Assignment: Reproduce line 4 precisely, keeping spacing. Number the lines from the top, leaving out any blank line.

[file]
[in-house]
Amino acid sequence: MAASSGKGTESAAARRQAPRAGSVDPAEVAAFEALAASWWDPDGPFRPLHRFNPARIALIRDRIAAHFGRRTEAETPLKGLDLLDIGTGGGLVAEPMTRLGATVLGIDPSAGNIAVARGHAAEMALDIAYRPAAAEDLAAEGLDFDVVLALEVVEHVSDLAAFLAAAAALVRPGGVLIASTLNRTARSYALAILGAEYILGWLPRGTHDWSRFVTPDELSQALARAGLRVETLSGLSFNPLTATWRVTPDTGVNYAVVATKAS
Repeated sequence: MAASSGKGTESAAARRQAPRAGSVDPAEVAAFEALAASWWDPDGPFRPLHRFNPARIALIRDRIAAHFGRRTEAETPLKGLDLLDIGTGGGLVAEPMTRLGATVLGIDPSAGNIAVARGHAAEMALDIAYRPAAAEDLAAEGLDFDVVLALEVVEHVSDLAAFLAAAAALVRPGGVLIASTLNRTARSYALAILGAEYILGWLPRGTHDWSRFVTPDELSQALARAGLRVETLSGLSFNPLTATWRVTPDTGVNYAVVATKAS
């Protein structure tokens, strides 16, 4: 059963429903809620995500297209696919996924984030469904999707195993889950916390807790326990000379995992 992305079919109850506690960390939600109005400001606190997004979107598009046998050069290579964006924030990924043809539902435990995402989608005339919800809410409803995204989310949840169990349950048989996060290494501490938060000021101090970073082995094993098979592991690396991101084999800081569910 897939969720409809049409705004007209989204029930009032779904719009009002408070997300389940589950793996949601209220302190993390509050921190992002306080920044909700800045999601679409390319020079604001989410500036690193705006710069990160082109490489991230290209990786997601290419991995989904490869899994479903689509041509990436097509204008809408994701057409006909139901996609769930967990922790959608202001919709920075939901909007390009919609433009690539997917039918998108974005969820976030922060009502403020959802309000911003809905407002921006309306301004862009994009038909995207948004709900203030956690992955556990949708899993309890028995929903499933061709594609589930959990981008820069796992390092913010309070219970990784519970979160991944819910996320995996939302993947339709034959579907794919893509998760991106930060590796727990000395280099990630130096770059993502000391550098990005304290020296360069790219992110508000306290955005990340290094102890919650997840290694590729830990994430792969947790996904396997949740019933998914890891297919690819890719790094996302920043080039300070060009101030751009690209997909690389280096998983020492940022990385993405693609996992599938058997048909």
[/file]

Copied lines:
């Protein structure tokens, strides 16, 4: 059963429903809620995500297209696919996924984030469904999707195993889950916390807790326990000379995992 992305079919109850506690960390939600109005400001606190997004979107598009046998050069290579964006924030990924043809539902435990995402989608005339919800809410409803995204989310949840169990349950048989996060290494501490938060000021101090970073082995094993098979592991690396991101084999800081569910 897939969720409809049409705004007209989204029930009032779904719009009002408070997300389940589950793996949601209220302190993390509050921190992002306080920044909700800045999601679409390319020079604001989410500036690193705006710069990160082109490489991230290209990786997601290419991995989904490869899994479903689509041509990436097509204008809408994701057409006909139901996609769930967990922790959608202001919709920075939901909007390009919609433009690539997917039918998108974005969820976030922060009502403020959802309000911003809905407002921006309306301004862009994009038909995207948004709900203030956690992955556990949708899993309890028995929903499933061709594609589930959990981008820069796992390092913010309070219970990784519970979160991944819910996320995996939302993947339709034959579907794919893509998760991106930060590796727990000395280099990630130096770059993502000391550098990005304290020296360069790219992110508000306290955005990340290094102890919650997840290694590729830990994430792969947790996904396997949740019933998914890891297919690819890719790094996302920043080039300070060009101030751009690209997909690389280096998983020492940022990385993405693609996992599938058997048909």